Brooklyn’s organic licensed cannabis producer, Aqualitas, is partnering with Colorado-based Sana Packaging to bring ocean-sourced packaging to the recreational and medical markets. Aqualitas CEO Myrna Gillis described the arrangement as a significant step for the company. “We think, from a leadership perspective, this is really important to us as being in a coastal community. Obviously, taking garbage from our oceans is really important, and we’re just very happy that we were able to work with a forward-thinking company that had the same sort of ideas and visions about bringing it to fruition,” she said in an interview with LighthouseNOW. In a recent press release, Josh Adler, Aqualitas’s director of operations, suggested that while the facility is a low energy and low water consumer due to its LED lights and aquaponic systems, “we wanted to do more.” He added that it’s been two years in the making to source packaging material, connect with a manufacturer, get the product certified, conduct impact investigations and make the whole thing work during a pandemic. Sana Packaging is working with Oceanworks, a global marketplace for reclaimed ocean materials and products, to make its 100-per-cent reclaimed plastic packaging. “It’s basically packaging that is taken from our oceans, waterways and shorelines. It’s separated and graded, and the product we would use would be food-grade [food safe], reclaimed plastics. “It’s a way to effectively recycle waste that didn’t make its way into our recycling stream.” According to the release, the first order for packaging from Sana reclaimed 1.8 million tonnes of ocean plastic. The packaging will be used for the company’s flower products and exclusively in all its medical offerings, along with for some of its branded products and for lids on glass jars of other products. “We have a fully sustainable package line that consists of ocean-sourced packaging, including the ocean-sourced lids on glass jars, as well as omnidegradable and biodegradable bags and cardboard,” said Gillis. “We are now at the point where all of our products are in sustainable packaging.” Gillis said the changeover in packaging will not affect the cost of any of their products, despite a rise in cost for the company to introduce the sustainable packaging. She added that Sana Packaging has offered competitive pricing and they are able to absorb the extra cost. The new packaging will launch coast-to-coast via Aqualitas’s medical platform in five-gram jars, and in Nova Scotia in the recreational market, via its Reef Organic product line later this month. Kevin McBain, Local Journalism Initiative Reporter, LighthouseNOW Progress Bulletin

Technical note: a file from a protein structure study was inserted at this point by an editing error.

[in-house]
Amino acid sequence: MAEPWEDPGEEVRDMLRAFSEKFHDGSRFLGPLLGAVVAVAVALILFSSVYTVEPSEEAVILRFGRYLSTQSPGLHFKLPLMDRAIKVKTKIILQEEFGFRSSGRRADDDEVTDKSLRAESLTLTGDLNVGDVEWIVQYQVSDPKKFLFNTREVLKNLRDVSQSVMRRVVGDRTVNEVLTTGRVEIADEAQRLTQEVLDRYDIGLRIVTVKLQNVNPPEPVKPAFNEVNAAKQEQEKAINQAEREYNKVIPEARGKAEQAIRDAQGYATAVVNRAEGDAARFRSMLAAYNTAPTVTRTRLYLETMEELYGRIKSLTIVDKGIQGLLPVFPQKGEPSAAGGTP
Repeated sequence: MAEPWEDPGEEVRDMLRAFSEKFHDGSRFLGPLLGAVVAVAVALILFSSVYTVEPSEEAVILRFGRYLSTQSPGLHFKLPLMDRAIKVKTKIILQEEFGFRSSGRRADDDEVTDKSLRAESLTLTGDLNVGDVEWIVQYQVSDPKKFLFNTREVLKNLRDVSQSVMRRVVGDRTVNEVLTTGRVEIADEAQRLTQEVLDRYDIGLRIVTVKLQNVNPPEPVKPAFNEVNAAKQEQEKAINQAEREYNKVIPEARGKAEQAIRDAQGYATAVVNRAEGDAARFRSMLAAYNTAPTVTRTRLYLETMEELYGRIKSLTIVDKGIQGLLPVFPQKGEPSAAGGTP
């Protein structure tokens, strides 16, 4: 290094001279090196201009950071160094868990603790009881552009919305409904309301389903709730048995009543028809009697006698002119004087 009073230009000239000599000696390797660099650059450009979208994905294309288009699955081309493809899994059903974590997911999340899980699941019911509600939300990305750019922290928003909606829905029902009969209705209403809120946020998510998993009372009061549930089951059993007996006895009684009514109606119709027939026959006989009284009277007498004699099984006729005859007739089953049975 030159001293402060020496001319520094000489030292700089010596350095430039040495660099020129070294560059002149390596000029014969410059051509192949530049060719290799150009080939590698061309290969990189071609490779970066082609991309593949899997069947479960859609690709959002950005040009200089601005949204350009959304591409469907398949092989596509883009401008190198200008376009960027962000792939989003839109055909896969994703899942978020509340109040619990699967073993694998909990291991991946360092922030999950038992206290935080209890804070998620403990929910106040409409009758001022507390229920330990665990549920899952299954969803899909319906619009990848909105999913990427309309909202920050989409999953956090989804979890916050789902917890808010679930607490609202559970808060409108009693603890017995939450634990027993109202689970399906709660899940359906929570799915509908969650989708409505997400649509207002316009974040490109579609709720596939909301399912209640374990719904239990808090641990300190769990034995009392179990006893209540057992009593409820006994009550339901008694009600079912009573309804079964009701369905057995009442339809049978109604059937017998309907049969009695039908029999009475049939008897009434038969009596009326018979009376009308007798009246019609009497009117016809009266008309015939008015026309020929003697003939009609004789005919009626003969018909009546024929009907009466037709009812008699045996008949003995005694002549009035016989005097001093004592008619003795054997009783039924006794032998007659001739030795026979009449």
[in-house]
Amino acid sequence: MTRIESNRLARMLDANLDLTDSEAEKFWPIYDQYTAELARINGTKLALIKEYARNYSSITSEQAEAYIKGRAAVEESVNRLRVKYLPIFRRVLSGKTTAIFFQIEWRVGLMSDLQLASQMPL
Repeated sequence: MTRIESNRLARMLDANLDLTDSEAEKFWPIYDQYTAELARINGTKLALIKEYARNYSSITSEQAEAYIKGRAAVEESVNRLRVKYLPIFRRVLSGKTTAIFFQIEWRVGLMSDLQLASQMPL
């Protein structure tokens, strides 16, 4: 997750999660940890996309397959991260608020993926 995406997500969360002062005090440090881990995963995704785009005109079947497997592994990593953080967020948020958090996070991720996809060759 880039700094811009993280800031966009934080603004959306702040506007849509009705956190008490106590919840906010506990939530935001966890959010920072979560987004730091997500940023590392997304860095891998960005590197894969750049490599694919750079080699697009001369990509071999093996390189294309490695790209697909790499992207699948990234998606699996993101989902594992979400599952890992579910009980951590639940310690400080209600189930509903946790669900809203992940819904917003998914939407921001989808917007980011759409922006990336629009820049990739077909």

ROME — The Republic of San Marino finally can start its coronavirus vaccination drive after the first shots arrived Tuesday. But the city-state surrounded by Italy had to resort to its “Plan B” and buy Sputnik V jabs from Russia after plans to get European Union-approved doses from Italy got delayed. A pink and yellow truck escorted by police cars brought the first 7,500 Sputnik V vaccines into San Marino and delivered them at the main hospital. Officials said the Russia-made doses will eventually be enough to vaccinate some 15% of the microstate’s population of around 33,800. San Marino bought Sputnik V shots at the last minute after an agreement to have Italy send a proportion of the vaccines it received through the EU's vaccine procurement system got delayed. San Marino, located near Rimini on the Adriatic coast, isn’t an EU member, and as such was excluded from the deals the 27-nation bloc negotiated with pharmaceutical firms. The San Marino secretary of state, Luca Beccari, said during a news conference last weekend that the negotiations with Italy took a long time and that under an agreement signed Jan. 11, San Marino was to receive one dose for every 1,700 that Italy received from the EU. But the deal hit a snag as Italy and other EU countries faced delivery delays for the three EU-approved vaccines, the ones from: Pfizer-BioNTech, Moderna and AstraZeneca. Italy has administered some 3.7 million doses. “Unfortunately, the time required to define these procedures and the fact that San Marino is a country that has not yet started its vaccination campaign has forced us to seek alternative solutions,” Beccari said in explaining the Sputnik purchase. “As for all other countries, it is necessary to start the vaccination campaign as soon as possible in order to ensure the safety of its citizens,” he said. The European Medicines Agency has said the developers of Sputnik V recently asked for advice on what data they needed to submit for the vaccine to be licensed across the European Union. Hungarian health authorities have approved both Sputnik V and the vaccine developed by state-owned Chinese company Sinopharm. San Marino has had a proportionately devastating outbreak, with 3,538 confirmed COVID-19 cases and 73 deaths. Roberto Ciavatta, San Marino’s secretary of state for health, said Sputnik V was safe and effective. “It is not that it did not pass any controls. On the contrary, as all the research and data available show, it is a vaccine that is already administered in 30 countries, About 70 million people have been vaccinated with it. It has extremely high safety standards,” he said. Nicole Winfield, The Associated Press